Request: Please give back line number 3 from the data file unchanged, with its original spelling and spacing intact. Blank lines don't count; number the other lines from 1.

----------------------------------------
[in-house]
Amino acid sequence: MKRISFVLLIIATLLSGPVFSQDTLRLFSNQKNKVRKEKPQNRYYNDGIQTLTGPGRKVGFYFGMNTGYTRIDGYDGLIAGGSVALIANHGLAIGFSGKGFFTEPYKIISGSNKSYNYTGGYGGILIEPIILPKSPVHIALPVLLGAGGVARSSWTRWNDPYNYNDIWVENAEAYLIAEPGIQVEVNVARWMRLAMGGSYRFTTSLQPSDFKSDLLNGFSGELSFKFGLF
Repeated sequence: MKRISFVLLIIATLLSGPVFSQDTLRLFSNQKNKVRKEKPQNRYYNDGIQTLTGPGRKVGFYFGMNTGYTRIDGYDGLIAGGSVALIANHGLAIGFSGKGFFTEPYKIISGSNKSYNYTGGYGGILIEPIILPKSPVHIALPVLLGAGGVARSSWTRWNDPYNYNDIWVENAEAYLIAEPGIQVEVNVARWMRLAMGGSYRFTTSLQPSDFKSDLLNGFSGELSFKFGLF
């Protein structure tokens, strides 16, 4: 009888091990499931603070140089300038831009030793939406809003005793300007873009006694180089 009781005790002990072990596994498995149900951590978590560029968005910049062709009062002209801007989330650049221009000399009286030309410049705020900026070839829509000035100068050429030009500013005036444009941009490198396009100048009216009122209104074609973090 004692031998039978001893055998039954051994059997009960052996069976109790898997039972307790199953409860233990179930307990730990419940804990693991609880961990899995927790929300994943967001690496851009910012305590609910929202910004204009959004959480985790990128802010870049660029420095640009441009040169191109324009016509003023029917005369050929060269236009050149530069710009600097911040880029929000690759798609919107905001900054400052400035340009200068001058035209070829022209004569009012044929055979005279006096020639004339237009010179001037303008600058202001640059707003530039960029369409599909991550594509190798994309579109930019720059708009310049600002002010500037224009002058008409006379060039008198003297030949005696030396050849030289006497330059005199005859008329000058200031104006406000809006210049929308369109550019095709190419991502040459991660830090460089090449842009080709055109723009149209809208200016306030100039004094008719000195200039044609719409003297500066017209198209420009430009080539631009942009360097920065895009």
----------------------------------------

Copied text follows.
Repeated sequence: MKRISFVLLIIATLLSGPVFSQDTLRLFSNQKNKVRKEKPQNRYYNDGIQTLTGPGRKVGFYFGMNTGYTRIDGYDGLIAGGSVALIANHGLAIGFSGKGFFTEPYKIISGSNKSYNYTGGYGGILIEPIILPKSPVHIALPVLLGAGGVARSSWTRWNDPYNYNDIWVENAEAYLIAEPGIQVEVNVARWMRLAMGGSYRFTTSLQPSDFKSDLLNGFSGELSFKFGLF